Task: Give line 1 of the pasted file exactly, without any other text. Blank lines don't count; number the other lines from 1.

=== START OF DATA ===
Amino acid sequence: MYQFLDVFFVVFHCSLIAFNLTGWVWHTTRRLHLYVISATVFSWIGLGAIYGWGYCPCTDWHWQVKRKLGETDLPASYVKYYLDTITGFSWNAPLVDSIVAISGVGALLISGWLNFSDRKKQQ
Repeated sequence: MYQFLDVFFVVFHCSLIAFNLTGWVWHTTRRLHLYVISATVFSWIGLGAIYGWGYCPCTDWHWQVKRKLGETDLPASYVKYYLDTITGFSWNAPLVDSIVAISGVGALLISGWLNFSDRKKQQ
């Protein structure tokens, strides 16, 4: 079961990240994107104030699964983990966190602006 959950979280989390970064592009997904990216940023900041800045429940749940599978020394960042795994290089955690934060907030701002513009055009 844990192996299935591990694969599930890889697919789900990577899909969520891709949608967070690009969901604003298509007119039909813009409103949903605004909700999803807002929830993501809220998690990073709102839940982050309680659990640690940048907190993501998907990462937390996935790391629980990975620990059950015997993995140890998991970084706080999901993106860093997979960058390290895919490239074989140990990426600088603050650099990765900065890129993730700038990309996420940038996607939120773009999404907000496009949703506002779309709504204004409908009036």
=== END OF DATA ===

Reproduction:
Amino acid sequence: MYQFLDVFFVVFHCSLIAFNLTGWVWHTTRRLHLYVISATVFSWIGLGAIYGWGYCPCTDWHWQVKRKLGETDLPASYVKYYLDTITGFSWNAPLVDSIVAISGVGALLISGWLNFSDRKKQQ